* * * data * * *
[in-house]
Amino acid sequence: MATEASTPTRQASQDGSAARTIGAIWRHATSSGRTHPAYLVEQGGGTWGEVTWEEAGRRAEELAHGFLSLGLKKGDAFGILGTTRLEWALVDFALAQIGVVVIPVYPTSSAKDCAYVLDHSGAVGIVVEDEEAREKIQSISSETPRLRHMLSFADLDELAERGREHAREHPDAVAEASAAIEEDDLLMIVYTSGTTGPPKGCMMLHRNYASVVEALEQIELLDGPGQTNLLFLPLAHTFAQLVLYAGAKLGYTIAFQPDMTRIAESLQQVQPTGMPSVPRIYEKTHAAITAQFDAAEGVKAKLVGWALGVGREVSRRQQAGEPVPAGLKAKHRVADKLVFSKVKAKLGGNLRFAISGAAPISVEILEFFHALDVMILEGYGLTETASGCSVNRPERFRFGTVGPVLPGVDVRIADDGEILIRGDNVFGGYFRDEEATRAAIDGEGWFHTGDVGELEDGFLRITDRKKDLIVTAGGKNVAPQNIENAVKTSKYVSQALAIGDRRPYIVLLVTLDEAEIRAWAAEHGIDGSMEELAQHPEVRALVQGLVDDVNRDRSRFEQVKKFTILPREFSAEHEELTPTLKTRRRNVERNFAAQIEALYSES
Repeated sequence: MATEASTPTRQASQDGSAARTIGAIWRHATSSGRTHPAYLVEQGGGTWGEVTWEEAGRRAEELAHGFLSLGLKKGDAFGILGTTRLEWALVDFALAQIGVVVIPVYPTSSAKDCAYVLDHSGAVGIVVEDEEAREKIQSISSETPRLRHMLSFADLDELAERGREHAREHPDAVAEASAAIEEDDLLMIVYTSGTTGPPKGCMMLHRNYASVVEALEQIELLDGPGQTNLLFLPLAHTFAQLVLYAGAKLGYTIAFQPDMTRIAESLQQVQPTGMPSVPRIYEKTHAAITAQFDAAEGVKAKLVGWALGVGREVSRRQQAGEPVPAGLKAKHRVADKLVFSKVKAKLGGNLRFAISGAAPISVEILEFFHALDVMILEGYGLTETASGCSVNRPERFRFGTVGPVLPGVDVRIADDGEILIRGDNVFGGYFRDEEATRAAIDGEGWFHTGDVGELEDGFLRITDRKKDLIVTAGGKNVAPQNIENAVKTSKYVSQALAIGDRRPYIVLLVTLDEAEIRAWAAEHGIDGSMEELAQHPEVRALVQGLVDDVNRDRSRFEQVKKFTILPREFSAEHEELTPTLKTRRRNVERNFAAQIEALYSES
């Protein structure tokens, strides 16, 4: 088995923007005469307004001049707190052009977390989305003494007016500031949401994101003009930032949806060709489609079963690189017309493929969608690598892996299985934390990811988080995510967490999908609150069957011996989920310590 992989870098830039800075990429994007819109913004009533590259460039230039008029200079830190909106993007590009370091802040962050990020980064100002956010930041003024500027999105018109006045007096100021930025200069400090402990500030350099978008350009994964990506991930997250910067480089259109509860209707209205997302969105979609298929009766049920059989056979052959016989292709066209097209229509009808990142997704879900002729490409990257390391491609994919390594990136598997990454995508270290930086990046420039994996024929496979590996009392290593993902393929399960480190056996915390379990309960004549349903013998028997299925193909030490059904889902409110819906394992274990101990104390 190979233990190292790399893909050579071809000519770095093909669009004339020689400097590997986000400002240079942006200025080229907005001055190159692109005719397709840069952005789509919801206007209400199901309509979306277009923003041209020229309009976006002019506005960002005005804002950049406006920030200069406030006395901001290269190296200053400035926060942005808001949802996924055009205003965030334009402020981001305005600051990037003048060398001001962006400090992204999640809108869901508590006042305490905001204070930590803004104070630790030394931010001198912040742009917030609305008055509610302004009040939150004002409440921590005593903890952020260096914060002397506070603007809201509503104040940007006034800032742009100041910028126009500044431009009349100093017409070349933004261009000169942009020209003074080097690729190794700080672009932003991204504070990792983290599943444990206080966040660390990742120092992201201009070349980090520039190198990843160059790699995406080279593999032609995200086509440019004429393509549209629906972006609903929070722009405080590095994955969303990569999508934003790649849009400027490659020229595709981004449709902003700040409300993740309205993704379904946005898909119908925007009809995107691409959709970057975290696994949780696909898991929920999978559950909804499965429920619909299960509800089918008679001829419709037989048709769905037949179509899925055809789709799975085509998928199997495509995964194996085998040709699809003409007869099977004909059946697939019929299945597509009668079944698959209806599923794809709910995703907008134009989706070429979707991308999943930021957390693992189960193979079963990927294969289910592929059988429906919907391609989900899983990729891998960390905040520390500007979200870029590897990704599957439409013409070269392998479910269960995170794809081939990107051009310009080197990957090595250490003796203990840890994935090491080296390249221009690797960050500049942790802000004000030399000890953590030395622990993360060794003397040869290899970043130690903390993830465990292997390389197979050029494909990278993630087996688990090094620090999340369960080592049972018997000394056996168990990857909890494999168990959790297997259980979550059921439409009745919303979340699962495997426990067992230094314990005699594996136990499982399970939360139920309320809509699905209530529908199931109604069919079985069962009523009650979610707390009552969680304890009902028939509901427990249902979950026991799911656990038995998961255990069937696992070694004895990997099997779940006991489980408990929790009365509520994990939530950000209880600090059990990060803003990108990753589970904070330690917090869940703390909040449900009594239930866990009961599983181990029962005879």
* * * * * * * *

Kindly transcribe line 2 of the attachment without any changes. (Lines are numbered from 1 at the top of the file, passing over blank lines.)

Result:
Amino acid sequence: MATEASTPTRQASQDGSAARTIGAIWRHATSSGRTHPAYLVEQGGGTWGEVTWEEAGRRAEELAHGFLSLGLKKGDAFGILGTTRLEWALVDFALAQIGVVVIPVYPTSSAKDCAYVLDHSGAVGIVVEDEEAREKIQSISSETPRLRHMLSFADLDELAERGREHAREHPDAVAEASAAIEEDDLLMIVYTSGTTGPPKGCMMLHRNYASVVEALEQIELLDGPGQTNLLFLPLAHTFAQLVLYAGAKLGYTIAFQPDMTRIAESLQQVQPTGMPSVPRIYEKTHAAITAQFDAAEGVKAKLVGWALGVGREVSRRQQAGEPVPAGLKAKHRVADKLVFSKVKAKLGGNLRFAISGAAPISVEILEFFHALDVMILEGYGLTETASGCSVNRPERFRFGTVGPVLPGVDVRIADDGEILIRGDNVFGGYFRDEEATRAAIDGEGWFHTGDVGELEDGFLRITDRKKDLIVTAGGKNVAPQNIENAVKTSKYVSQALAIGDRRPYIVLLVTLDEAEIRAWAAEHGIDGSMEELAQHPEVRALVQGLVDDVNRDRSRFEQVKKFTILPREFSAEHEELTPTLKTRRRNVERNFAAQIEALYSES